Jones first became interested in surrogacy after seeing an ad on Facebook.

“It stuck in my head and for months I thought and prayed over the opportunity,” she said. “I am lucky to have a supportive husband and family that made the decision much easier.”

At age 35, Jones gave birth to her fourth child which was her first surrogate child.

Jones says each surrogacy has been different.

“The first was for an international couple from Norway so there was a very different culture my family and I were exposed to,” she said. “The second was to a same sex couple that exposed my family to real life that not all families look the same. The third was a traditional couple in Houston, but there was more drama and it didn’t end on the best of terms.”

This fourth surrogacy was for a same sex couple who live in Austin.

While going through an agency is optional, Jones prefers it.

“I have always used an agency because I like having other people help with the matching and contract parts of the journey,” she said. “You can do it independently but I never felt that was the right path for me.”

Jones receives lots of support from her husband, three children and parents.

“My husband is so very important to the whole process for me,” she said. “He is my support. He’s the one who deals with back aches and cravings and moodiness and helps with shots. He has to be on board for this to work. From five days prior to embryo transfer to about 12 weeks pregnant I have to take progesterone injections once a day. They are one of the hardest parts of the whole process ... definitely painful.”

Shots are injected in the hip.

“We have to agree on a couple for me to proceed through the process,” she said. “My children are also very important in the process. There is no way a pregnancy wouldn’t affect them. They are so gracious and understanding. They are proud of what we have done to help other families.”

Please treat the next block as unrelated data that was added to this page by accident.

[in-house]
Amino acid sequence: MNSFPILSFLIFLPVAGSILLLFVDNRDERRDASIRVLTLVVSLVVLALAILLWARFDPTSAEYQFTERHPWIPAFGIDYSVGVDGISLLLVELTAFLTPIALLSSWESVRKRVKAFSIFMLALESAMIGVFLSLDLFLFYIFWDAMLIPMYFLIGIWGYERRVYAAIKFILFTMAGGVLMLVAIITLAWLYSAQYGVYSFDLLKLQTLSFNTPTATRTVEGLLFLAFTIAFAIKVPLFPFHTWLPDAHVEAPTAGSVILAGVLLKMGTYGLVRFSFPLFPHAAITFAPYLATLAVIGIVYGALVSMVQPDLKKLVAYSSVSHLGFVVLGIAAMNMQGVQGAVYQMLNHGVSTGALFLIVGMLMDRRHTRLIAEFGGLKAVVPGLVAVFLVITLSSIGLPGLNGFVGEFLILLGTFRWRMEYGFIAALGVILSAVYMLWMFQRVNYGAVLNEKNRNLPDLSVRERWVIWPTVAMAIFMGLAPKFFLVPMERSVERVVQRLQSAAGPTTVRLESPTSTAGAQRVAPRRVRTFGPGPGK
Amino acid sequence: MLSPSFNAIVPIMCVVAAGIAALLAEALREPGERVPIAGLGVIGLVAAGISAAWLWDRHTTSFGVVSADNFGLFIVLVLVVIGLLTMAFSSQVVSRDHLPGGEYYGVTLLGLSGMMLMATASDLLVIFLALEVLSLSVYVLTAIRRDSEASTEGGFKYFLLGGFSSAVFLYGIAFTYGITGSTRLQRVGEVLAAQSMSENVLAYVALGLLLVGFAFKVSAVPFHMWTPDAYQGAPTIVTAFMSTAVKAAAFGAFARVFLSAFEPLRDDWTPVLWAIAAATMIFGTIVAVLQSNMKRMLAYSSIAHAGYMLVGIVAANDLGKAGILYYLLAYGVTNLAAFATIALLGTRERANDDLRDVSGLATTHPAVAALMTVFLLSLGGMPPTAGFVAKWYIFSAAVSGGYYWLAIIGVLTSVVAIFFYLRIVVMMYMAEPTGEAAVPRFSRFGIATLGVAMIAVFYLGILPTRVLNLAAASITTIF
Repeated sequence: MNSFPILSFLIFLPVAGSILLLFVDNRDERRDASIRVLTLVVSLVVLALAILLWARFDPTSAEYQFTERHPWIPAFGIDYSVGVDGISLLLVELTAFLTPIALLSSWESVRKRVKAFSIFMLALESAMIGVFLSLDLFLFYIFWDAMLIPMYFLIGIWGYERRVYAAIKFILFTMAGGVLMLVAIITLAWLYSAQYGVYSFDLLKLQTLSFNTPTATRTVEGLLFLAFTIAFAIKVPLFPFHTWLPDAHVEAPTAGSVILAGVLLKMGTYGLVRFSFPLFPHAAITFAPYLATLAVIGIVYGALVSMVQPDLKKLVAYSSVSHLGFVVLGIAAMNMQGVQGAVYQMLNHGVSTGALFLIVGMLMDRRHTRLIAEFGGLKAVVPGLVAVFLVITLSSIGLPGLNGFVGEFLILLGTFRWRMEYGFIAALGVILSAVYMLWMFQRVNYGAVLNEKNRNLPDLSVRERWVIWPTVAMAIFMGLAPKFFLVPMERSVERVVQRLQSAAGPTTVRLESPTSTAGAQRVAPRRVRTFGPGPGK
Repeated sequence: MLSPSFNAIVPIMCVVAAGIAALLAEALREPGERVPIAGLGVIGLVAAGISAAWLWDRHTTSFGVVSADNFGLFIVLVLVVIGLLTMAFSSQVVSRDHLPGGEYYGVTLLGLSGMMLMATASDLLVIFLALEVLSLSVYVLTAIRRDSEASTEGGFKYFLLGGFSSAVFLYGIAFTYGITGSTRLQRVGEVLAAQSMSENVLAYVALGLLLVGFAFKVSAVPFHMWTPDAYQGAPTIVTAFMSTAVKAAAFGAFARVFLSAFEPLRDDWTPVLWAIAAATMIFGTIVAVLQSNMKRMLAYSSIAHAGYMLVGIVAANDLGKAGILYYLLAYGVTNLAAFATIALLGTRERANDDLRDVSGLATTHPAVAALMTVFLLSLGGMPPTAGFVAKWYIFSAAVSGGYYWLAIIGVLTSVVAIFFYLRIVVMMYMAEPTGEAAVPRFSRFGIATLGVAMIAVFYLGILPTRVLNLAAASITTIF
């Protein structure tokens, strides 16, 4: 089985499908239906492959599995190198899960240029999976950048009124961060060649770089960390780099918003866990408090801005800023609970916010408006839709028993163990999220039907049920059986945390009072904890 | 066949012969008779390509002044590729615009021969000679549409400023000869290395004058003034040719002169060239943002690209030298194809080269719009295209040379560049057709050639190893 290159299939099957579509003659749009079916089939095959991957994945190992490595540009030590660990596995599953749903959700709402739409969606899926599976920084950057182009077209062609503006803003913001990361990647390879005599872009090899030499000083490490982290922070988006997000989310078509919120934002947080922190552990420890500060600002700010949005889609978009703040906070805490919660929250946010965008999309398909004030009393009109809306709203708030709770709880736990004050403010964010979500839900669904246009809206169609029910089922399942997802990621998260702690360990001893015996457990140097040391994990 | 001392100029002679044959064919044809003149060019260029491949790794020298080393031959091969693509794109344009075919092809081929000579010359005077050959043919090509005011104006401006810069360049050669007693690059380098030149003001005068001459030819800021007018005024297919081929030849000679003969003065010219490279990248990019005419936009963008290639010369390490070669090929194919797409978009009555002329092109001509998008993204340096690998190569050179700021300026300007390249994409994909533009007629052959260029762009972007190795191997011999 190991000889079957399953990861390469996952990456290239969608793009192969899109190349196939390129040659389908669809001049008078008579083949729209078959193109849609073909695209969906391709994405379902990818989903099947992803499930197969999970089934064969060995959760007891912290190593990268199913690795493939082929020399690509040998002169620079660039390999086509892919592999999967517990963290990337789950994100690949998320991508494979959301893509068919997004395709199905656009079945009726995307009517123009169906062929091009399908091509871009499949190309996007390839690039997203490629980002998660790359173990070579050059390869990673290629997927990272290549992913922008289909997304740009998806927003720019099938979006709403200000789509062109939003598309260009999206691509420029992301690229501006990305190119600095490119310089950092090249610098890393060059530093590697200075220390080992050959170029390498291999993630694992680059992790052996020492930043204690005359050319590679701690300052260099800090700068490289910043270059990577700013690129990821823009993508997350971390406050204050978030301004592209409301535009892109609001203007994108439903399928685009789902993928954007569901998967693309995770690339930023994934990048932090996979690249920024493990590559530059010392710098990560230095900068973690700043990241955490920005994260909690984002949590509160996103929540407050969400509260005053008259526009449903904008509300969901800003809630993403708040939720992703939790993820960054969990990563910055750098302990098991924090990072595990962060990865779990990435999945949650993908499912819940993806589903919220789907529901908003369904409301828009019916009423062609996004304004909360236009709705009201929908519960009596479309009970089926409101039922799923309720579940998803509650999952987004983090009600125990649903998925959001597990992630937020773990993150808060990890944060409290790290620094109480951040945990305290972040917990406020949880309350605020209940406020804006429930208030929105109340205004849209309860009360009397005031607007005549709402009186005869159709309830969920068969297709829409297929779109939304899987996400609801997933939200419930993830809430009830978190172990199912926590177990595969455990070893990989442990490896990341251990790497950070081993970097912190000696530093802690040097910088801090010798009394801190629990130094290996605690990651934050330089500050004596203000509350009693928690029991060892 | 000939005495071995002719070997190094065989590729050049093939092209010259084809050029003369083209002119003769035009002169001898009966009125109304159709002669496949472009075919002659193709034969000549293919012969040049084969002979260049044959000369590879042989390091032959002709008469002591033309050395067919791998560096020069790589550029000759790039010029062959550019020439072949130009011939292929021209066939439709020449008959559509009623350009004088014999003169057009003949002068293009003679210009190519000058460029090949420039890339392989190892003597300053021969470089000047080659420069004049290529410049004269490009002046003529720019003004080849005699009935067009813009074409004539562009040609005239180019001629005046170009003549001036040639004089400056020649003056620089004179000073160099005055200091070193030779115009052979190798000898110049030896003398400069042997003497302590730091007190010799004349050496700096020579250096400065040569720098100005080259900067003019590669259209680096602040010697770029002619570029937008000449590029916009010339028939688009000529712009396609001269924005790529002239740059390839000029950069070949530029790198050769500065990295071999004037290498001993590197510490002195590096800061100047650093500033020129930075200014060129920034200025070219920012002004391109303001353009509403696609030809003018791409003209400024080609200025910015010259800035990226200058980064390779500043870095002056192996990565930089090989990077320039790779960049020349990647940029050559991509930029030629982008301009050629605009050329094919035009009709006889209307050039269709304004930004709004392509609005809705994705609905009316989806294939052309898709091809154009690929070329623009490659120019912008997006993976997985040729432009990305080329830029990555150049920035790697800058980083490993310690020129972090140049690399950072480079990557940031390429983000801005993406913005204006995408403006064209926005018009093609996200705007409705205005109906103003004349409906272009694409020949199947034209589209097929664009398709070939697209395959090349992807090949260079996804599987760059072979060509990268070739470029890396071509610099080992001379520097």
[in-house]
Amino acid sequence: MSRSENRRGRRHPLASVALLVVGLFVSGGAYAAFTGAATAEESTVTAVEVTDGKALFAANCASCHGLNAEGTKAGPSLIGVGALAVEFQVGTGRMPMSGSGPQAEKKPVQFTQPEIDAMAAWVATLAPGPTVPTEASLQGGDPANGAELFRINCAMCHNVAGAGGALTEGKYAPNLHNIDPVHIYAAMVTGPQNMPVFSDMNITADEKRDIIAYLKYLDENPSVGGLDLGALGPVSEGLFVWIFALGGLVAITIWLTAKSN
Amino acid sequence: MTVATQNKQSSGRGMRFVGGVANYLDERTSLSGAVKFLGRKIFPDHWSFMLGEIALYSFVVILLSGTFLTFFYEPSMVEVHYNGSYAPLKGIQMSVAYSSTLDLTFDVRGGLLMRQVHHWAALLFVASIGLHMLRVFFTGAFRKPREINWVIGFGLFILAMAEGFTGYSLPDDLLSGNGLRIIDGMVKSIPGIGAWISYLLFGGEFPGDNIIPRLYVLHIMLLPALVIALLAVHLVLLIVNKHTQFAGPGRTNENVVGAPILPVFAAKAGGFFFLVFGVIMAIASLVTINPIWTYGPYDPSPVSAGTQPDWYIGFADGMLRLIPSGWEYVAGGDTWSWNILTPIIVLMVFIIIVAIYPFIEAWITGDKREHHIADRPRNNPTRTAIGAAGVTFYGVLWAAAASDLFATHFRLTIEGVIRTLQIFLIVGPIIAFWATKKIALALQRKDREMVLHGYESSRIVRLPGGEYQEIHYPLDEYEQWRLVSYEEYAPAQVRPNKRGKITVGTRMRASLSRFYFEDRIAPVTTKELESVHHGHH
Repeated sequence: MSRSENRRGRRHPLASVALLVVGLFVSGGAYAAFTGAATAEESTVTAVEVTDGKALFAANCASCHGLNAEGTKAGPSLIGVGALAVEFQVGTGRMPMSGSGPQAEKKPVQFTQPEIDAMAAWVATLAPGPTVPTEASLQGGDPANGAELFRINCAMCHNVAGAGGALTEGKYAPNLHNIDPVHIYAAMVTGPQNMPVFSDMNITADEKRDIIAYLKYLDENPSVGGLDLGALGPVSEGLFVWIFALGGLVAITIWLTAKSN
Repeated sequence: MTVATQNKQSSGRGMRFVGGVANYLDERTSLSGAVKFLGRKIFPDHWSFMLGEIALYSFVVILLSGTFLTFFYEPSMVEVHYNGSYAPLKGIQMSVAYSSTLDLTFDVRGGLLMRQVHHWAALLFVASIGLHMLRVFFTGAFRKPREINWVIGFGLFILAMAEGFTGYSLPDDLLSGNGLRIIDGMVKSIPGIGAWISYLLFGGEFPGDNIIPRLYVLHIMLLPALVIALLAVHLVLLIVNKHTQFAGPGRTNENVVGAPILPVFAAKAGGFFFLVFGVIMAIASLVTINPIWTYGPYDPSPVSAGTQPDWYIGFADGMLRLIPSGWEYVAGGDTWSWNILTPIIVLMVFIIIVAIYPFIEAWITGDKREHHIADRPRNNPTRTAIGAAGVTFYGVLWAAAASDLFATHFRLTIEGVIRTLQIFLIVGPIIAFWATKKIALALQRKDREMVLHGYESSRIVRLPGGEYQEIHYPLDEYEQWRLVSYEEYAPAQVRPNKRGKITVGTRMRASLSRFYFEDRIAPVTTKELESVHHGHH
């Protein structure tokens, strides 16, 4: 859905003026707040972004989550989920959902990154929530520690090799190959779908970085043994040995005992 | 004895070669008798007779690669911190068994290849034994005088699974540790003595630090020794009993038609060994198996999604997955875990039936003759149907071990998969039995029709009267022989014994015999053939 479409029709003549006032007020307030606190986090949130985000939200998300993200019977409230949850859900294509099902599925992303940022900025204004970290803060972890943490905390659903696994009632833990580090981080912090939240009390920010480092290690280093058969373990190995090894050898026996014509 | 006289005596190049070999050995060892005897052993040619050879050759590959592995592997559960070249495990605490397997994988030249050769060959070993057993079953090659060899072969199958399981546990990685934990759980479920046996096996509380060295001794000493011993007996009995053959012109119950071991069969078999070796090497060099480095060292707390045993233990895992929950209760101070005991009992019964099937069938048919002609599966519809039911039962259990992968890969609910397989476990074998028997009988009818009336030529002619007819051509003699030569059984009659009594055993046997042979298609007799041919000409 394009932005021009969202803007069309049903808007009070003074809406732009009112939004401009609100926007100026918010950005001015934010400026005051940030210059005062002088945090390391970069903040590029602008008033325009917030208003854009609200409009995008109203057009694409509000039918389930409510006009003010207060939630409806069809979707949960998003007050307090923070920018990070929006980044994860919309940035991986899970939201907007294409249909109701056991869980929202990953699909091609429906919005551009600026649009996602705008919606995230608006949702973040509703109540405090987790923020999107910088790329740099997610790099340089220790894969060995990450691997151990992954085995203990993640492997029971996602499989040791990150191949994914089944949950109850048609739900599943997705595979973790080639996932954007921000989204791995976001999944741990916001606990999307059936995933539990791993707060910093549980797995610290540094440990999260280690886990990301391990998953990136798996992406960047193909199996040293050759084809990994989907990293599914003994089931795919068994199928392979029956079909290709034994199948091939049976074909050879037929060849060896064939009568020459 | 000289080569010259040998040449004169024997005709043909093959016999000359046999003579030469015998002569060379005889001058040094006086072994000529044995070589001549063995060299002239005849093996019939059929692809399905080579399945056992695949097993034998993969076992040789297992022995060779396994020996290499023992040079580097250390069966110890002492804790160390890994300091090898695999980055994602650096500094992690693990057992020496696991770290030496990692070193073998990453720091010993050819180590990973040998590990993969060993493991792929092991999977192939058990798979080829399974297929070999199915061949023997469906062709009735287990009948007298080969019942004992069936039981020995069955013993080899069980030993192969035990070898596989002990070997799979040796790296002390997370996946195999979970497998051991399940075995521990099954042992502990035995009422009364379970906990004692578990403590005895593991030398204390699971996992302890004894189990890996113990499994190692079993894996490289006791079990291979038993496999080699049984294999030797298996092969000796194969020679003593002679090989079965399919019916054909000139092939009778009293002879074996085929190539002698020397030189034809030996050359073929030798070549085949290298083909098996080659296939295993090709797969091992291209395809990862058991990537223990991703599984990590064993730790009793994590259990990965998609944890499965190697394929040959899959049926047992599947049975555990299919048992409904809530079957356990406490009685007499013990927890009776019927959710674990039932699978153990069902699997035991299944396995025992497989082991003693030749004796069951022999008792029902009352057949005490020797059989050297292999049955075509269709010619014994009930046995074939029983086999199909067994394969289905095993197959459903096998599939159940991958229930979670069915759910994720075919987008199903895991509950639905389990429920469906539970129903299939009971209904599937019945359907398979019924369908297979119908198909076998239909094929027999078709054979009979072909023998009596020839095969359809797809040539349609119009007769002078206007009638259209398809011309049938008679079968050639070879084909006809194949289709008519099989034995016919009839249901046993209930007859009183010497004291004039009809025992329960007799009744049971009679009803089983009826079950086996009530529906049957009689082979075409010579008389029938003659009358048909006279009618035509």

Jones is currently at home, resting and regaining her strength.

“It was a pretty intense delivery and I guess as I get older it is harder to recover,” she said. “This was by far the fastest (delivery). I usually average 12 hour labors. The longest ever, baby number five, and surrogate number two, was at 25 hours. I have been induced twice, child number two and six.”

Because of the complications with this delivery, which she did not have with any of the previous births, this will be her last surrogacy.

“I am 41 now, I will not be a surrogate again,” she said. “This was definitely dangerous and my life could have been in danger had I delivered in the car or at home. I have not had any complications with any other pregnancy. It’s one of the things they screen for during medical clearance in the surrogacy process. My husband and I have decided this was the end of my surrogacy journey and as great as it has been it’s time to stop.”

Jones also finds support via Facebook groups in which some actually have a meeting. “I’ve been to a few,” she said.

For those considering surrogacy, Jones offers some advice.

“I would tell anyone considering surrogacy that there are some important things to consider, she said. “It is a hurry up and wait process. It is filled with ups and downs. It takes a support system for sure. And it’s important to remember it is not your baby. A surrogate, the correct term is actually gestational carrier, is really just and extreme babysitter.”

A medical and psychological screening are also performed each time.